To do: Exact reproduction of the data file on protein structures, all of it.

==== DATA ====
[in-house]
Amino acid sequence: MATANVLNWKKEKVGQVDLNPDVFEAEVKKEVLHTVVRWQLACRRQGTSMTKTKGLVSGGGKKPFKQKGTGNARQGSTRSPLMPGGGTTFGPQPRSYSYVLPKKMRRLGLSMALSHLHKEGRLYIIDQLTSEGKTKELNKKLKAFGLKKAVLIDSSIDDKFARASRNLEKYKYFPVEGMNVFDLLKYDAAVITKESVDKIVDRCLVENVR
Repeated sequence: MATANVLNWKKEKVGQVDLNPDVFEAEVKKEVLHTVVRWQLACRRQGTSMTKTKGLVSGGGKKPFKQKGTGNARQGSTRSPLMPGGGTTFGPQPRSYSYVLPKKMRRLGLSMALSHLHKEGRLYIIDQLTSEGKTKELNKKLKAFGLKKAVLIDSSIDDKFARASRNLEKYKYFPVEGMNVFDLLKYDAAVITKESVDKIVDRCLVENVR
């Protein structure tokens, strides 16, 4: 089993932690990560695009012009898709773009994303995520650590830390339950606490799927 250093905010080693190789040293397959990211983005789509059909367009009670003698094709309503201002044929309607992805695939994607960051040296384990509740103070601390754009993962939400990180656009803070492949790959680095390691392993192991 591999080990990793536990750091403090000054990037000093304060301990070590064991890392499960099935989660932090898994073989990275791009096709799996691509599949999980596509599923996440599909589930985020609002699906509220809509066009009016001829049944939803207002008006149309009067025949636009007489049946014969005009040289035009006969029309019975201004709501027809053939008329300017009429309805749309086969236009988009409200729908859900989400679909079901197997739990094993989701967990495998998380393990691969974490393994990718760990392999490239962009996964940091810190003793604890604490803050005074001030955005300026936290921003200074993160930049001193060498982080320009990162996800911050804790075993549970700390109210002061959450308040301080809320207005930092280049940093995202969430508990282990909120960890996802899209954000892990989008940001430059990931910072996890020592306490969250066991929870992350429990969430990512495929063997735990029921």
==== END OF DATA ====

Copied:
[in-house]
Amino acid sequence: MATANVLNWKKEKVGQVDLNPDVFEAEVKKEVLHTVVRWQLACRRQGTSMTKTKGLVSGGGKKPFKQKGTGNARQGSTRSPLMPGGGTTFGPQPRSYSYVLPKKMRRLGLSMALSHLHKEGRLYIIDQLTSEGKTKELNKKLKAFGLKKAVLIDSSIDDKFARASRNLEKYKYFPVEGMNVFDLLKYDAAVITKESVDKIVDRCLVENVR
Repeated sequence: MATANVLNWKKEKVGQVDLNPDVFEAEVKKEVLHTVVRWQLACRRQGTSMTKTKGLVSGGGKKPFKQKGTGNARQGSTRSPLMPGGGTTFGPQPRSYSYVLPKKMRRLGLSMALSHLHKEGRLYIIDQLTSEGKTKELNKKLKAFGLKKAVLIDSSIDDKFARASRNLEKYKYFPVEGMNVFDLLKYDAAVITKESVDKIVDRCLVENVR
């Protein structure tokens, strides 16, 4: 089993932690990560695009012009898709773009994303995520650590830390339950606490799927 250093905010080693190789040293397959990211983005789509059909367009009670003698094709309503201002044929309607992805695939994607960051040296384990509740103070601390754009993962939400990180656009803070492949790959680095390691392993192991 591999080990990793536990750091403090000054990037000093304060301990070590064991890392499960099935989660932090898994073989990275791009096709799996691509599949999980596509599923996440599909589930985020609002699906509220809509066009009016001829049944939803207002008006149309009067025949636009007489049946014969005009040289035009006969029309019975201004709501027809053939008329300017009429309805749309086969236009988009409200729908859900989400679909079901197997739990094993989701967990495998998380393990691969974490393994990718760990392999490239962009996964940091810190003793604890604490803050005074001030955005300026936290921003200074993160930049001193060498982080320009990162996800911050804790075993549970700390109210002061959450308040301080809320207005930092280049940093995202969430508990282990909120960890996802899209954000892990989008940001430059990931910072996890020592306490969250066991929870992350429990969430990512495929063997735990029921």